Tree swinging robot may revolutionise steepland forestry


The tree-to-tree machine can move using trees as supports.

A remote controlled tree ‘swinging’ robot modelled on stick insects and spider monkeys may revolutionise the way steepland forests are managed and harvested.

The two-armed forest locomotion robot, nicknamed ‘Stick Insect’ because of its deliberate movements, can be manoeuvred from tree to tree without touching the ground, using a joystick control. The device has been developed by Scion in partnership with the University of Canterbury, Future Forests Research and the Ministry for Primary Industries under a Primary Growth Partnership Programme to improve worker safety in steep, rugged terrain.

“I’ve been working on the concept of a tree-to-tree machine for over 10 years, and this funding has enabled the project to progress,” says developer Dr Richard Parker, Senior Scientist at Scion. “The challenge is to develop a lightweight remote controlled machine that can move over steep, difficult and sensitive terrain without causing damage to the ground, and yet tackle productive tasks such as felling trees, cost-effectively.

“The Scion tree-to-tree machine, or ‘Stick Insect’, is a mobility platform. We have been trialling the device in the mechatronics and robotics laboratory at the University of Canterbury to better understand its operating capabilities and are now working to incorporate gadgets to perform tasks, such as sensors for measuring tree diameter, and custom-built saws for felling.”

Richard based his design for the Stick Insect on the ways animals and insects propel themselves through the forests.

“Animals have evolved over millennia to move effortlessly between trees. The most impressive are spider monkeys and gibbons which can swing from tree to tree at high speed. I simply borrowed that concept and worked with a team of scientists and engineers to develop the prototype of a mobility platform based on that.”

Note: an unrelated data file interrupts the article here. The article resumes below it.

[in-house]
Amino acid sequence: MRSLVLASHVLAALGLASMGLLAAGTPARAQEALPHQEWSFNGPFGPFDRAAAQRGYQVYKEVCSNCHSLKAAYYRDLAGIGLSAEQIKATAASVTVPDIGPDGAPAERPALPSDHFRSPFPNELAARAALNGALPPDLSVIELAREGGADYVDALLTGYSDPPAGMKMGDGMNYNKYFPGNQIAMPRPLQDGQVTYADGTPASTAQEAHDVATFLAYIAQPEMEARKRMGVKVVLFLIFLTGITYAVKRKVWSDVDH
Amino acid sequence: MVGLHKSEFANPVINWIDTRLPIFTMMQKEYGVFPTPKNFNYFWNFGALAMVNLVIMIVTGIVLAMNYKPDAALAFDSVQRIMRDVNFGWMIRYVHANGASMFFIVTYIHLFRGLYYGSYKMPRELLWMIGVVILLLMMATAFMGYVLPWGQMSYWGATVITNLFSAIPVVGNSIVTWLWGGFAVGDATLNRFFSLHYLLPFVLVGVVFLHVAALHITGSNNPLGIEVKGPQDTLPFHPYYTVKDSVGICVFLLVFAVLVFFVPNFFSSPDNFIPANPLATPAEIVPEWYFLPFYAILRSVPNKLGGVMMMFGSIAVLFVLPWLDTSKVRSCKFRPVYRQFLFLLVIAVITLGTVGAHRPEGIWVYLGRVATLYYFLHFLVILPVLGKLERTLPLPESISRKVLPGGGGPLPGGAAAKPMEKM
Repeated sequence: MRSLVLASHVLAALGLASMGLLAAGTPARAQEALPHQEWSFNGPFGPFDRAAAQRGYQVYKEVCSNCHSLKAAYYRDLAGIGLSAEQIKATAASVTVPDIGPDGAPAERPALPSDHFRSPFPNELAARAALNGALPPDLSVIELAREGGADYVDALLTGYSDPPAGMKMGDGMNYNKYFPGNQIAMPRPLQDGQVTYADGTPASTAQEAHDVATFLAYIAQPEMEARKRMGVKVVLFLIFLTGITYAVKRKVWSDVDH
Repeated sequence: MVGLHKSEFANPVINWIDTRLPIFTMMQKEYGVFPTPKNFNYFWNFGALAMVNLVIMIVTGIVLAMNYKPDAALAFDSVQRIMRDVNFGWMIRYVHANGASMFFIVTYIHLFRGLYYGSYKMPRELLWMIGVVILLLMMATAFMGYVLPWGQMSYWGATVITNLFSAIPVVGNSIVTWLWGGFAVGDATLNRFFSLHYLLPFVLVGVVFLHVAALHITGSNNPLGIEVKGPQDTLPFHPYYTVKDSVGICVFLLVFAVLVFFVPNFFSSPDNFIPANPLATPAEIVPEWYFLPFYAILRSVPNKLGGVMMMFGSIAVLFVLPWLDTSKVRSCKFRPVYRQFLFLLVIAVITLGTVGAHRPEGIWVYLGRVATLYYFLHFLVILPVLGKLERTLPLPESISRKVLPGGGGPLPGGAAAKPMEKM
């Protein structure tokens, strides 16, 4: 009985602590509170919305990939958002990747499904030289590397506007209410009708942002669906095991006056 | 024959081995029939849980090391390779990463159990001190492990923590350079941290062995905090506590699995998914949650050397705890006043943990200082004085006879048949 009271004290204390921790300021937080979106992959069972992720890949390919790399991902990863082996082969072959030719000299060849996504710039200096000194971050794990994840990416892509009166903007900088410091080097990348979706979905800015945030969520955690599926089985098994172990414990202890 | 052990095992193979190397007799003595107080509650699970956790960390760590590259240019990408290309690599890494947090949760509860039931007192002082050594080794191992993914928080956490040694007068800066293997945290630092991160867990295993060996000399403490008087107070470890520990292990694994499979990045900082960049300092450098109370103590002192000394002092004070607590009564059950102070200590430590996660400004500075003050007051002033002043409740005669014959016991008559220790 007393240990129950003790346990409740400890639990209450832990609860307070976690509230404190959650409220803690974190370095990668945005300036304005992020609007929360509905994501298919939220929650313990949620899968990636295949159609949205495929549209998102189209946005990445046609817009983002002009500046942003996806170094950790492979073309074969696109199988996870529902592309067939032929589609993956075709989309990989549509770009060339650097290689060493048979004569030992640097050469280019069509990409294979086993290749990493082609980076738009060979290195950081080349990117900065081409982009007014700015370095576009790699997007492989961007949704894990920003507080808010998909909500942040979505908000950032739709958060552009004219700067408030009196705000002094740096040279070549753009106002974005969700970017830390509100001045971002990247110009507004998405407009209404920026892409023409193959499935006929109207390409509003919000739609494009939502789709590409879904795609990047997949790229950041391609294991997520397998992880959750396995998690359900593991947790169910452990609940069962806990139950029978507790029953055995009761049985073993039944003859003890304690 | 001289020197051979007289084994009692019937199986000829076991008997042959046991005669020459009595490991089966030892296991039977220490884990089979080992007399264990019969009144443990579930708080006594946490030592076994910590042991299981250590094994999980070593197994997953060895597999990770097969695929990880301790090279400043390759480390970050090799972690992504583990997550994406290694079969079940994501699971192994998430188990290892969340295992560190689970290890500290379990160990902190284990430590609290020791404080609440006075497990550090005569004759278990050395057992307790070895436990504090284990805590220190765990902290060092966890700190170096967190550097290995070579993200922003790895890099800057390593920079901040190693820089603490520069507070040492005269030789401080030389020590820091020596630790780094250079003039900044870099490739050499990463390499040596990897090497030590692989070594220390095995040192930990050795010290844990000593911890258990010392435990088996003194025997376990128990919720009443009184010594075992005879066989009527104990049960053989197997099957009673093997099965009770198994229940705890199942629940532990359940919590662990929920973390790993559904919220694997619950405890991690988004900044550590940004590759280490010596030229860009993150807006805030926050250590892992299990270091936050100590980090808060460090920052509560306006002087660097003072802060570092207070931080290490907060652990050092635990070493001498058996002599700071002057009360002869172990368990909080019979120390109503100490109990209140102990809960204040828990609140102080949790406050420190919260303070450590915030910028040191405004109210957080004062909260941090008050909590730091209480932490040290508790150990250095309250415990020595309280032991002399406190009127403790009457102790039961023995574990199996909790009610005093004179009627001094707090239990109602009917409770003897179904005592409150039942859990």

Richard built the initial working models himself from balsa wood with syringes for hydraulic rams. Scion recognised the potential of the idea and in 2009 developed a strategic theme around the tree-to-tree concept. One of the outcomes was the first radio controlled tree-to-tree device built with colleague Matt Watson (ScanTec Ltd). The FFR and MPI funding provided the opportunity to do some serious engineering with the University of Canterbury.

With guidance from Professor XiaoQi Chen and Dr Stefanie Gutschmidt, Scion sponsored four students from the University of Canterbury Department of Mechanical Engineering to design and construct a quarter-scale working prototype as their final year research and development project. As Richard says, students Tom Gilbert, George Wareing, Scott Paulin and Sean Bayley showed great engineering flair by creating, designing, assembling and testing the components and control systems into a final working device. The prototype Stick Insect has a 2.2 metre reach and weighs about 50 kilograms.

“The device is lightweight but robust, and can move using the trees as supports. Its full weight is supported by grippers on the end of each arm so it does not contact the ground at all,” says Richard.

As part of the FFR programme, Richard is currently working with the university’s PhD students Chris Meaclem and Bart Milne, and Paul Milliken (Cutover Systems Ltd) who are developing instrumentation and software to better control the device. Richard is hoping to secure further funding to incorporate other functions.

“We envisage that we can eventually develop a whole family of tree-to-tree robots which can perform productive tasks in the forest. Large robots to fell trees, smaller robots to prune and measure trees - perhaps even refuelling robots. They will still need humans to oversee their operation and maintenance, but they will be at a safe distance away from hazardous operations.”

The Scion tree-to-tree machine has been developed in collaboration with the University of Canterbury, with funding support from Future Forests Research and the Ministry for Primary Industries through the Primary Growth Partnership for Research.

For further information:
Contact Dr Richard Parker at